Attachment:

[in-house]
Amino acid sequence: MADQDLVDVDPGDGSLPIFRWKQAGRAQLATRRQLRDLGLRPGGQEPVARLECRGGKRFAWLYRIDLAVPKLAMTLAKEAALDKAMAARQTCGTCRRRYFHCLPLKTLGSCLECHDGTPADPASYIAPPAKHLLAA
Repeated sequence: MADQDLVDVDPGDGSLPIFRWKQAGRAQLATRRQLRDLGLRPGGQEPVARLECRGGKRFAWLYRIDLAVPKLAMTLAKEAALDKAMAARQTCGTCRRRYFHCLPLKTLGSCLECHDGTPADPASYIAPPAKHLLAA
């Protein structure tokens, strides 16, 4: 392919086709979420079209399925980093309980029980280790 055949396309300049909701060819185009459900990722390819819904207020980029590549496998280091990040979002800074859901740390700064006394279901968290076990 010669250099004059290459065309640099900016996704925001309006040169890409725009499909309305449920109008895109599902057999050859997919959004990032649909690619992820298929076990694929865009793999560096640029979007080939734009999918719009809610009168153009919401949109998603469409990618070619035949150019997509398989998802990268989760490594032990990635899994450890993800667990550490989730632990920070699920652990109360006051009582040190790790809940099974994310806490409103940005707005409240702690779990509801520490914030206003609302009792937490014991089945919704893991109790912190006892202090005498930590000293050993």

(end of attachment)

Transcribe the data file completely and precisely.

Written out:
[in-house]
Amino acid sequence: MADQDLVDVDPGDGSLPIFRWKQAGRAQLATRRQLRDLGLRPGGQEPVARLECRGGKRFAWLYRIDLAVPKLAMTLAKEAALDKAMAARQTCGTCRRRYFHCLPLKTLGSCLECHDGTPADPASYIAPPAKHLLAA
Repeated sequence: MADQDLVDVDPGDGSLPIFRWKQAGRAQLATRRQLRDLGLRPGGQEPVARLECRGGKRFAWLYRIDLAVPKLAMTLAKEAALDKAMAARQTCGTCRRRYFHCLPLKTLGSCLECHDGTPADPASYIAPPAKHLLAA
């Protein structure tokens, strides 16, 4: 392919086709979420079209399925980093309980029980280790 055949396309300049909701060819185009459900990722390819819904207020980029590549496998280091990040979002800074859901740390700064006394279901968290076990 010669250099004059290459065309640099900016996704925001309006040169890409725009499909309305449920109008895109599902057999050859997919959004990032649909690619992820298929076990694929865009793999560096640029979007080939734009999918719009809610009168153009919401949109998603469409990618070619035949150019997509398989998802990268989760490594032990990635899994450890993800667990550490989730632990920070699920652990109360006051009582040190790790809940099974994310806490409103940005707005409240702690779990509801520490914030206003609302009792937490014991089945919704893991109790912190006892202090005498930590000293050993």